Megyn Kelly Apologizes for Questioning If Wearing Blackface on Halloween Is Racist
The Megyn Kelly Today host sent an internal email to colleagues on Tuesday, just hours after she posed the question on-air
The Megyn Kelly Today host sent an internal email to colleagues on Tuesday, just hours after she posed the question on air.
“One of the wonderful things about my job is that I get the chance to express and hear a lot of opinions. Today is one of those days where listening carefully to other points of view, including from friends and colleagues, is leading me to rethink my own views,” Kelly began in her email, obtained by PEOPLE.
“When we had the roundtable discussion earlier today about the controversy of making your face look like a different race as part of a Halloween costume, I suggested that this seemed okay if done as part of this holiday where people have the chance to make themselves look like others. The iconic Diana Ross came up as an example. To me, I thought, why would it be controversial for someone dressing up as Diana Ross to make herself look like this amazing woman as a way of honoring and respecting her?” she continued.
Kelly acknowledged that she now realizes “that such behavior is indeed wrong, and I am sorry. The history of blackface in our culture is abhorrent; the wounds too deep.”
She admitted that she’s “never been a [politically correct] kind of person — but I understand that we do need to be more sensitive in this day and age. Particularly on race and ethnicity issues which, far from being healed, have been exacerbated in our politics over the past year. This is a time for more understanding, love, sensitivity and honor, and I want to be part of that. I look forward to continuing that discussion.”
She concluded by telling the NBC News staff that she is “honored to work with all of you every day.”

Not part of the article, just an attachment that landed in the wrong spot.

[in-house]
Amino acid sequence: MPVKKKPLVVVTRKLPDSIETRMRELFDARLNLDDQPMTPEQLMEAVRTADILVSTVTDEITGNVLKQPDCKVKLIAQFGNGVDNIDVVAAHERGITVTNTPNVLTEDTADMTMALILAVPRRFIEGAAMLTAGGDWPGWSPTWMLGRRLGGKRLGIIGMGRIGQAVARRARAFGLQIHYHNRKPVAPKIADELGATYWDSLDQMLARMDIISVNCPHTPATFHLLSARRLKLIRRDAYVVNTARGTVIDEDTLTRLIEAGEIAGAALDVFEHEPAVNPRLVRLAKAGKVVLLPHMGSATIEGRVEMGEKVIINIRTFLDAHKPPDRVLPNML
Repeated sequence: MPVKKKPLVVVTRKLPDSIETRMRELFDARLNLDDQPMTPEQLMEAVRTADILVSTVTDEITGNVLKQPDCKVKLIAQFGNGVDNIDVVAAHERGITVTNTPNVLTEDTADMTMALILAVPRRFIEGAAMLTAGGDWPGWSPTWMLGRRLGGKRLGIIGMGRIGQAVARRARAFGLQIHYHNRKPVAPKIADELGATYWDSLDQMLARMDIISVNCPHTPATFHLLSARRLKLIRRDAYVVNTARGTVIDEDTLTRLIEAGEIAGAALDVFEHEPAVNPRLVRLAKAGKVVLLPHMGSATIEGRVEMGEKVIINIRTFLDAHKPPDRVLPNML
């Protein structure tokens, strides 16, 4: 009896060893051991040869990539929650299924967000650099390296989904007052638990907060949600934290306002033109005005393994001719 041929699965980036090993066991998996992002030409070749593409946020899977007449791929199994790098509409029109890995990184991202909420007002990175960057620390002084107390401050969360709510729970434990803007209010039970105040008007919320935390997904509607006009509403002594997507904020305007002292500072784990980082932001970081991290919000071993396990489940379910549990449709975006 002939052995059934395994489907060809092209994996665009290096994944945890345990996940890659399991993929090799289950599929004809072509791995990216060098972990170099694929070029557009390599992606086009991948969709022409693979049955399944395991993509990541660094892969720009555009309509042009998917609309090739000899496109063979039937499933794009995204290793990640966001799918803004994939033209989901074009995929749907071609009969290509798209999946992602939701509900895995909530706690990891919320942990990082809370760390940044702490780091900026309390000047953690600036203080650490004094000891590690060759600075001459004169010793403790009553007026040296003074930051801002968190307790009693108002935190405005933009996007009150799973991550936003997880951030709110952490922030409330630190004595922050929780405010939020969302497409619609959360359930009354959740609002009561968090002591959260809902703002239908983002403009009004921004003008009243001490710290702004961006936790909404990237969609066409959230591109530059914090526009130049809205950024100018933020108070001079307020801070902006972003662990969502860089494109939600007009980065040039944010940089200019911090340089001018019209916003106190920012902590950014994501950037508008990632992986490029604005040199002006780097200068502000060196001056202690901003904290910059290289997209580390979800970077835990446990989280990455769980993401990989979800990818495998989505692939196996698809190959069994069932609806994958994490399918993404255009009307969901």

The apology followed a discussion on her morning talk show about censoring Halloween costumes. Kelly asked Jacob Soboroff, Melissa Rivers and Jenna Bush Hager: “But what is racist?”
“Because truly you do get in trouble if you are a white person who puts on blackface at Halloween or a black person who puts on white face for Halloween. Back when I was a kid, that was okay as long as you were dressing up as like a character,” she said.
“If somebody feels like something is offensive to them, then you should say it, and that’s fair game, and you should be able to take it if you’re going to dress up like that,” Soboroff, 35, replied.
“You gotta be able to take it,” Kelly, 47, agreed.
“If you think it’s offensive, it probably is,” said Rivers, 50. “And one of my big complaints just about society right now is … whatever happened to just manners and polite society?”
“But on Halloween?” Kelly asked. “On Halloween, you’ve got guys running around with fake axes coming out of their heads. It’s going to be jarring.”
“I think that there are limits to how far you wanna go,” Bush Hager, 36, chimed in. “You’re making people feel bad.”
“Normal people kind of know where that line is,” Rivers said.
“Who doesn’t love Diana Ross? She wants to look like Diana Ross for one day, and I don’t know how that got racist on Halloween,” Kelly said.
On Watch What Happens Live in April, de Lesseps responded to backlash against her costume and denied that she had darkened her skin. “I’m horrified,” she said. “I never meant to hurt anybody’s feelings. I love Diana Ross and I totally respect Diana Ross. It was really kind of a tribute to her, and it was Halloween.”